For Korean snacks today and provisions for the week: Han Kook Market

I recently stumbled into Han Kook Market for a jar of kimchi and left with my hands full of banchan, kimbap, furikake, and a 25-pound bag of rice. Nestled in the foothills of La Crescenta-Montrose, the market is tiny compared to larger chains like H-Mart, but the shelves are jam-packed with provisions while the counters are lined with an array of prepared foods. In addition to top-notch banchan, including fish cakes and dried anchovies, are plenty of meats for grilling and kimbap for snacking. Swing by for lunch on the go and the week’s Korean staples. 3157 Foothill Boulevard, La Crescenta-Montrose, CA 91214. —Cathy Chaplin

April 21, 2023

For an out-of-this-world meal that pulls from multiple cuisines: Interstellar

The team behind Santa Monica’s Interstellar has created a menu that reflects the multitudes of cultures that exist in the U.S. The name of the restaurant and cafe references the space between two stars, and the two stars represent the co-owners and wife-and-husband team Angie and Daniel Kim’s two cultures — Korean and American. Expect dishes like Greek salad, shakshuka, Cajun shrimp, and Moroccan harissa and burrata alongside lobster rolls, popcorn chicken, katsu curry, and a Korean bulgogi burger. There’s also a robust drink menu that features delicious coffee and cocktails made with ingredients like tamarind and soju. From drinks through dessert, it’s clear everything is made with the utmost attention and care, and the chefs use spices and seasonings to layer dynamic flavors in dishes like the ganjang gaeran, which comes with a soy sauce marinated egg atop a bed of rice flavored with Thai chile, serrano, garlic, sesame seed, and more. Interstellar’s truffle linguini is equally impressive and comes with a generous amount of black truffles, Parmesan cream, garlic, poached egg, chile flakes, applewood smoked bacon, and parsley. 109 Broadway, Santa Monica, CA 90401. —Virali Dave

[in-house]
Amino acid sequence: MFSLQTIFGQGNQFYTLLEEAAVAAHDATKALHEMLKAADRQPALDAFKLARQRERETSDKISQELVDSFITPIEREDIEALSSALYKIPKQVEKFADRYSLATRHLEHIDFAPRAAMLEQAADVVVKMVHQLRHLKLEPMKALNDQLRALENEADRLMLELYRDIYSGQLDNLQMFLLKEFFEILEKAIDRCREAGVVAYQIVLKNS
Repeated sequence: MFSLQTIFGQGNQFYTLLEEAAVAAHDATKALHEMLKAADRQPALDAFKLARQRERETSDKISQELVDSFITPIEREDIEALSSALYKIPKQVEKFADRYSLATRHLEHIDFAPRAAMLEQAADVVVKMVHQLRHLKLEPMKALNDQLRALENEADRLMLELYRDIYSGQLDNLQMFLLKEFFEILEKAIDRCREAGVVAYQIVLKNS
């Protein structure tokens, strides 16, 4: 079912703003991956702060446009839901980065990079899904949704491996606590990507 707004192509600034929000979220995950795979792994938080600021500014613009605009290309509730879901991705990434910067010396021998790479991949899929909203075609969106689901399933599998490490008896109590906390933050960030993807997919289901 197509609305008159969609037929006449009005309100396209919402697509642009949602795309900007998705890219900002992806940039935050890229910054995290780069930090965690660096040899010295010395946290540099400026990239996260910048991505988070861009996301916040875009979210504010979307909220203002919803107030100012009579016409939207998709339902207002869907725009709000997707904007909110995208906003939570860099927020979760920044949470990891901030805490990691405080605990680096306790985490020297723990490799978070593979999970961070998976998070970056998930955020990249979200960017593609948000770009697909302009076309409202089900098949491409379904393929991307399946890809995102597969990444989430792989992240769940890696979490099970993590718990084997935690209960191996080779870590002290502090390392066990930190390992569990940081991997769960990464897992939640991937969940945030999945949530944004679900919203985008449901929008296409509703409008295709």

For familiar burgers with a spicy twist: Yellow Paper Burger

For familiar burgers with a spicy twist: Yellow Paper Burger.
For familiar burgers with a spicy twist: Yellow Paper Burger.
Cathy Chaplin

It’s hard to think of a better way to start or end the weekend than with a well-made burger. Early pandemic pop-up Yellow Paper Burger from partners Colin Fahrner and Katie Reid Burnett is still going strong after nearly three years. While the operation is no longer run out of the couple’s home, the pop-up events boast the same freewheeling spirit and convivial atmosphere that made Yellow Paper such a hit. The classic burger comes on butter-toasted buns with mayonnaise, chopped chiles, pickles, tomatoes, and onions. The beef patties, which are available as singles or doubles, are lightly smashed with crisp and caramelized edges. The package is familiar and satisfying, with the chopped chiles bringing some welcome heat. Find Yellow Paper Burger this Sunday at Club Tee Gee in Atwater Village starting at 5 p.m. —Cathy Chaplin